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Discussion Starter #1
Since I did my cam swap (about 7 months) I've had these codes (heater circuit malfunction on both front O2s). These are the only codes stored in memory aside from a P1000 and the car runs and drives just as it should. I've done some searching but haven't come up with a lot of useful information related to just the front two circuits going bad.

All the fuses are good, and this issue persists across two different PCMs. If I remove either O2 sensor then turn the key on, the sensor gets hot after a short period of time - so I know they're coming on. The front O2s are Densos with only about 4,000 miles on them, which replaced the stock sensors after the codes showed up.

What exactly is the PCM not seeing that is causing it to throw these codes at me? Could there be a short to ground somewhere in the engine harness that is throwing off the return voltage? I'd like to get this issue kicked in the pants soon, because the car is due for emissions testing next Februrary and I would prefer to not have to work on the car next winter or take it to a shop.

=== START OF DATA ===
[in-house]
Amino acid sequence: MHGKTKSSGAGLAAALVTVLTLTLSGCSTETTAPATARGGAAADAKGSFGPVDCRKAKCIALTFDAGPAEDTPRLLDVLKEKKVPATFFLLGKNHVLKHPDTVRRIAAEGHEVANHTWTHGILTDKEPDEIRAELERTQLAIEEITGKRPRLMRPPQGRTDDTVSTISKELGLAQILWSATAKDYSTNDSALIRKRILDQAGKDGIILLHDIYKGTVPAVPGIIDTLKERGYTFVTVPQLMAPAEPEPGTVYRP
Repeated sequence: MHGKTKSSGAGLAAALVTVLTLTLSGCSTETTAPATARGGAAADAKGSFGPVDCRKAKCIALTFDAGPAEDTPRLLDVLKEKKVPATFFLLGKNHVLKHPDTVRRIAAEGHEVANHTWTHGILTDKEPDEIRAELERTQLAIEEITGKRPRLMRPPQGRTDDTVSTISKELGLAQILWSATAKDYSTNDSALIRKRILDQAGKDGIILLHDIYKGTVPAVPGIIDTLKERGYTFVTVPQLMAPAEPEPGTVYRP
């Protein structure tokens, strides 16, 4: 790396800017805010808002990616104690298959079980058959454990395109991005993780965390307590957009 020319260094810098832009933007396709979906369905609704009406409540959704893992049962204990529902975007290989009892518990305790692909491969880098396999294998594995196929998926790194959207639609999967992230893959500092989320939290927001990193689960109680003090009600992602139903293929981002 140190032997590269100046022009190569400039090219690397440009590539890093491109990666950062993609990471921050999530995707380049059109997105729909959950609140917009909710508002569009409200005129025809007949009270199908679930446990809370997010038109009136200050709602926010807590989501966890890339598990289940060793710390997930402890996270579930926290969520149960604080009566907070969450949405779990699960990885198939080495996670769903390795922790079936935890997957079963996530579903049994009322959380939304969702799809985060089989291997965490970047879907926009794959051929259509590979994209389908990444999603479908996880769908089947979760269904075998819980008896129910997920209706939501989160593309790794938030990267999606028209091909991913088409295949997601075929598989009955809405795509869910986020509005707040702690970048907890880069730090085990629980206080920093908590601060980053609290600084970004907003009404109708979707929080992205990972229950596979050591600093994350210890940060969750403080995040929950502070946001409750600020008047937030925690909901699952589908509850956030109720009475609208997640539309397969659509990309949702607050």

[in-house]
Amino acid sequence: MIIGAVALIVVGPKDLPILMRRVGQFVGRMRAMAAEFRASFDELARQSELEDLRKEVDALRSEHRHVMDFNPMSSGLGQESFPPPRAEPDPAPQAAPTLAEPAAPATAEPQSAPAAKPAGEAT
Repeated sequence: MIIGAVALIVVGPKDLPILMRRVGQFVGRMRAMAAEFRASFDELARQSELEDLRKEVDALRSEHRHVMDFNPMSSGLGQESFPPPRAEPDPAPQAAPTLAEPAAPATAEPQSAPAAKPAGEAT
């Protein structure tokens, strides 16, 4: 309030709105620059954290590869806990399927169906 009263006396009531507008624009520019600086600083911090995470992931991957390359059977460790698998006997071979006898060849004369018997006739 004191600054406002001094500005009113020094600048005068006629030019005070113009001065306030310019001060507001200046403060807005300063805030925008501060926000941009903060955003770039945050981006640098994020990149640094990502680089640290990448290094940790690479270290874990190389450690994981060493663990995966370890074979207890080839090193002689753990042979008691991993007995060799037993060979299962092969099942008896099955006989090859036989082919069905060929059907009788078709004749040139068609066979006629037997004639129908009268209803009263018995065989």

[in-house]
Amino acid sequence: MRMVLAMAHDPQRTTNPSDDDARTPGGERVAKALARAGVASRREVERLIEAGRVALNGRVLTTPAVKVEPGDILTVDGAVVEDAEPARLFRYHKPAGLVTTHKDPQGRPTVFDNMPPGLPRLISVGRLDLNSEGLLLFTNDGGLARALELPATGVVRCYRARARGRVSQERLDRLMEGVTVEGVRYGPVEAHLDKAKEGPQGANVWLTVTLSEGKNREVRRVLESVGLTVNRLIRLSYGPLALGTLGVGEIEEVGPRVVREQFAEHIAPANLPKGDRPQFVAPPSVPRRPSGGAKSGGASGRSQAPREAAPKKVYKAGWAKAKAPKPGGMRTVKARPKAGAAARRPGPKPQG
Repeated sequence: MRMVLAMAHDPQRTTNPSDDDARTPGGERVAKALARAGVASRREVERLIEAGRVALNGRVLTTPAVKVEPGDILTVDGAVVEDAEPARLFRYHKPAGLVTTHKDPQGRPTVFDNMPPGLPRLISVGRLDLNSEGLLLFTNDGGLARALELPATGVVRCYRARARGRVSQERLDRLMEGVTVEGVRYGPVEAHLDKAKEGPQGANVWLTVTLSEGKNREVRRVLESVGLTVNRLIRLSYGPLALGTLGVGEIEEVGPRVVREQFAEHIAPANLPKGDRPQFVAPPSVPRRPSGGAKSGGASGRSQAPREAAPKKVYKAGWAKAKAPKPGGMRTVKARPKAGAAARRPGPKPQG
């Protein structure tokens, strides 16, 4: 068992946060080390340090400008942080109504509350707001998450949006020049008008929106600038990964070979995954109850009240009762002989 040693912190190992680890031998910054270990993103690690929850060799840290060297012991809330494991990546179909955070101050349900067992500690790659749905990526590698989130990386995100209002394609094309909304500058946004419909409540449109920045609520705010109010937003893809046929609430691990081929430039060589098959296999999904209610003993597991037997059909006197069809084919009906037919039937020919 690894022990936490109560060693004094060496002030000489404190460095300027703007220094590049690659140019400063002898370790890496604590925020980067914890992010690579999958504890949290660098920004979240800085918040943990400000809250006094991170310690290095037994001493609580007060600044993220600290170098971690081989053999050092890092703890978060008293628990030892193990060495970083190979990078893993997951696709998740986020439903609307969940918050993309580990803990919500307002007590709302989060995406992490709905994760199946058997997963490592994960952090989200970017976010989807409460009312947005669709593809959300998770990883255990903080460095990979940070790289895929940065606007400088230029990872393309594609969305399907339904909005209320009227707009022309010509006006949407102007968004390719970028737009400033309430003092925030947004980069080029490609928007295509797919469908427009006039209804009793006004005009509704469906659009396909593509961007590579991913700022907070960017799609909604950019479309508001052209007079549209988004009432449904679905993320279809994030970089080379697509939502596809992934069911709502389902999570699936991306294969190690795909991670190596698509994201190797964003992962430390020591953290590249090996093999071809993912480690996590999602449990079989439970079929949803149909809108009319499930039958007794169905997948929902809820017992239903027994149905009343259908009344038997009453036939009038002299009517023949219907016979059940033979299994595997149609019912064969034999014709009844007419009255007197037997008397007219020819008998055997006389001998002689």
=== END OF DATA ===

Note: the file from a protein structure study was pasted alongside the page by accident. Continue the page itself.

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Mine was the sensor case being shorted to one of the contacts.

It was one of the back ones that never go bad, lol. :rolleyes:
 

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Discussion Starter #3
Normally I'd be all over that, but if that's the case why would the code show up all of a sudden right after my cam swap? Other than the cams themselves, the only thing I touched that could have had an effect on anything would be the harness (I had to unhook it by the a/c lines to move it out of the way to get the valve cover off). One of the things I have done is check for continuity to ground at the harness to the O2s with the key off, it checked out with next to no resistance. I was under the impression that the PCM completed the ground, which would mean I shouldn't have seen a complete circuit?